7.3: Cultural Psychology
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Cultural psychology seeks to understand how forces of society and culture influence individuals’ thoughts, feelings, and behaviors.
- Characterize the field of cultural psychology
- Both cultural psychology and cultural-historical psychology seek to examine how sociocultural factors (such as attitudes, gender roles, child-rearing practices, etc.) influence human mental states and behavior.
- Cultural psychology is the study of how psychological and behavioral tendencies are rooted and embedded within culture. Its main tenet is that mind and culture are inseparable: people are shaped by their culture, and their culture is shaped by them.
- Western and white populations tend to be overrepresented in psychological research, yet findings from this research tend to be labeled “universal” and inaccurately applied to other cultures.
- The theory of cultural-historical psychology, developed by Lev Vygotsky in the late 1920s, focuses on how aspects of culture are transmitted from one generation to the next.
- socioculturalRelating to both society and culture.
- Vygotsky(1896–1934) A Soviet Russian-Belarusian psychologist and the founder of cultural-historical psychology, a theory of human cultural and biosocial development.
- cross-cultural psychologyThe scientific study of human behavior and mental processes, including both their variability and invariance, under diverse cultural conditions.
Cultural psychology is the study of how psychological and behavioral tendencies are rooted and embedded within culture. The main tenet of cultural psychology is that mind and culture are inseparable and mutually constitutive, meaning that people are shaped by their culture and their culture is also shaped by them.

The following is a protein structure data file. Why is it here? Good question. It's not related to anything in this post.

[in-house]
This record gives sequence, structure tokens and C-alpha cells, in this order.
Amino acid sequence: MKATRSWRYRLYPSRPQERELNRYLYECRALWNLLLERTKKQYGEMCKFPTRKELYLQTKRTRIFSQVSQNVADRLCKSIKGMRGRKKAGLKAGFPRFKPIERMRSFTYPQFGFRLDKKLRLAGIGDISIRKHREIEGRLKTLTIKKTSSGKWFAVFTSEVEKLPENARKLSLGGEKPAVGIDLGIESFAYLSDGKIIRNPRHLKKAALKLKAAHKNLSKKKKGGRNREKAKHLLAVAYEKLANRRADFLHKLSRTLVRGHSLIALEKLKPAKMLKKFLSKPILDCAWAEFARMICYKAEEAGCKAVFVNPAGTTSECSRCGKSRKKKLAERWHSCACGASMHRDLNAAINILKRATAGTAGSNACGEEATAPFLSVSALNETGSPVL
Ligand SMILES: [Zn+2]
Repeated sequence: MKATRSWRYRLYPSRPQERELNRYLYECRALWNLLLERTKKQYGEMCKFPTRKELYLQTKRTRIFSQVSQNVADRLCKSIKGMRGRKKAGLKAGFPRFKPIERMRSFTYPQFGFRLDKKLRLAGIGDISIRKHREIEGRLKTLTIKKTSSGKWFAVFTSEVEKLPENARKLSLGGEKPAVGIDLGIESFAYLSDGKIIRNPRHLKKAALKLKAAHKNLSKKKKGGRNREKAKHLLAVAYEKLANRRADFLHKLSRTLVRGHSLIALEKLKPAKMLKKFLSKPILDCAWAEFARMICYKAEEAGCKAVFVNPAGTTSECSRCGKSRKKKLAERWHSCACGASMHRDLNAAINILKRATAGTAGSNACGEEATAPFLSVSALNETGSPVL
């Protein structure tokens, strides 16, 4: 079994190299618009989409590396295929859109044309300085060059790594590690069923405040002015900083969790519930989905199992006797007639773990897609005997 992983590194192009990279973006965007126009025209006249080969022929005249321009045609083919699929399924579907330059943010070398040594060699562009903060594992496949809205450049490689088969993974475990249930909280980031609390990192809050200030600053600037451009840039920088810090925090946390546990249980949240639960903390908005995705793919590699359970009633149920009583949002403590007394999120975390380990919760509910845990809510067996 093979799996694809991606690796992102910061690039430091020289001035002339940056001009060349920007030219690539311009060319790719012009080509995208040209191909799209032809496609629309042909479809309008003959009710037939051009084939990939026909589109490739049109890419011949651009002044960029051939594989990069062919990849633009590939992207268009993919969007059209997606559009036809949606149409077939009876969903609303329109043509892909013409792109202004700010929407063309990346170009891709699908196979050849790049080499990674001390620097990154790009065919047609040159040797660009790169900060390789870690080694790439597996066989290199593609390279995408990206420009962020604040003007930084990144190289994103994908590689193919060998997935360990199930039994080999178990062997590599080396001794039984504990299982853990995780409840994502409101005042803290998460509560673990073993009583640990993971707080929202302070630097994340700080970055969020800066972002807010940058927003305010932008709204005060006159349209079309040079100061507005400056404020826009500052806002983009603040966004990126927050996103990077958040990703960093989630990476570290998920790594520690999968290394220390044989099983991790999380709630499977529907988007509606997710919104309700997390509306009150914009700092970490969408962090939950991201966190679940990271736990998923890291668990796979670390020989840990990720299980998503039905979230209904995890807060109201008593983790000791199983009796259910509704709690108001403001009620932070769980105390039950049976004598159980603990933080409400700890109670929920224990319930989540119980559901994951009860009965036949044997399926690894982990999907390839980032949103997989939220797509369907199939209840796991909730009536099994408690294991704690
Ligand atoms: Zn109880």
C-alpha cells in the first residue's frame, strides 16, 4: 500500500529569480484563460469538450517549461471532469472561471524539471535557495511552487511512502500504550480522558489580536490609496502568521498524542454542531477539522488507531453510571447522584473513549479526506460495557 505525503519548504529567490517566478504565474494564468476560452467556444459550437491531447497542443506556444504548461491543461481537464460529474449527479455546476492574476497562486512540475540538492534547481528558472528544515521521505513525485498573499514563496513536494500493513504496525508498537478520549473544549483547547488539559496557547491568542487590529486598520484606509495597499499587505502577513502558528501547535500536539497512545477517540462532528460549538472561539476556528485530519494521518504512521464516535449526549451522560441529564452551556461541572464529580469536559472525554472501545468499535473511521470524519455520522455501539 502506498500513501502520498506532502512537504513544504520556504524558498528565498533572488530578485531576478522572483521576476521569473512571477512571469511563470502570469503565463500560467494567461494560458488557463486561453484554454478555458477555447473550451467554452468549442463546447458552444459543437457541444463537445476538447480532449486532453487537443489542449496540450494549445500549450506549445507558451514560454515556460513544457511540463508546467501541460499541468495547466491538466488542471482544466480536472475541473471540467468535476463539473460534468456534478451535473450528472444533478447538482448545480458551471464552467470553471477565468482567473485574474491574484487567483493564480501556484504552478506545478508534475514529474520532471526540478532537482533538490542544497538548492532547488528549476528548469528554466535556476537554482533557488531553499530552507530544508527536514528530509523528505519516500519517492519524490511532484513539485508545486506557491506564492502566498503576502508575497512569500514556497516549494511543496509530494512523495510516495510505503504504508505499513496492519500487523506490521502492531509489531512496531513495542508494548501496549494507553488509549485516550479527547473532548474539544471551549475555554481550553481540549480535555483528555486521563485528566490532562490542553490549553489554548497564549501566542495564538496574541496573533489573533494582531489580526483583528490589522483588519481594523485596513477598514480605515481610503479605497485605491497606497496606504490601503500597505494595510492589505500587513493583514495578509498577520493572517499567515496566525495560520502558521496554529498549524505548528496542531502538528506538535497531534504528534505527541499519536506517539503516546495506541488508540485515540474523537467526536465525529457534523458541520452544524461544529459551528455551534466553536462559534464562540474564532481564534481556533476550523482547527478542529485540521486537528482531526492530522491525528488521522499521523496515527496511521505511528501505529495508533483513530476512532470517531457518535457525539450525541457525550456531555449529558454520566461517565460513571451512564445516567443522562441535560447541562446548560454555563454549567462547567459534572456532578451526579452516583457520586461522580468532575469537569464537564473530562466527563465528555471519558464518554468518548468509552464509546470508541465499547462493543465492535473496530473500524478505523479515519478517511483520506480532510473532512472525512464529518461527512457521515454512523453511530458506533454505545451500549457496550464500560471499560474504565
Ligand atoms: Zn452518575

A major goal of cultural psychology is to expand the number and variation of cultures that contribute to basic psychological theories, so that these theories become morerelevant to the predictions, descriptions, and explanations of all human behaviors—not just Western ones. Populations that are Western, educated, and industrialized tend to be overrepresented in psychological research, yet findings from this research tend to be labeled “universal” and inaccurately applied to other cultures. The evidence that social values, logical reasoning, and basic cognitive and motivational processes vary across populations has become increasingly difficult to ignore. By studying only a narrow range of culture within human populations, psychologists fail to account for a substantial amount of diversity.
White American culture
Populations that are Western, educated, and industrialized tend to be overrepresented in psychological research. By studying only a narrow range of human culture, psychologists fail to account for a substantial amount of variation.
Cultural psychology is often confused with cross-cultural psychology; however, it is distinct in that cross-cultural psychologists generally use culture as a means of testing the universality of psychological processes, rather than determining how local cultural practices shape psychological processes. So while a cross-cultural psychologist might ask whether Jean Piaget’s stages of development are universal across a variety of cultures, a cultural psychologist would be interested in how the social practices of a particular set of cultures shape the development of cognitive processes in different ways.
Vygotsky and Cultural-Historical Psychology
Cultural-historical psychology is a psychological theory formed by Lev Vygotsky in the late 1920s and further developed by his students and followers in Eastern Europe and worldwide. This theory focuses on how aspects of culture, such as values, beliefs, customs, and skills, are transmitted from one generation to the next. According to Vygotsky, social interaction—especially involvement with knowledgeable community or family members—helps children to acquire the thought processes and behaviors specific to their culture and/or society. The growth that children experience as a result of these interactions differs greatly between cultures; this variance allows children to become competent in tasks that are considered important or necessary in their particular society.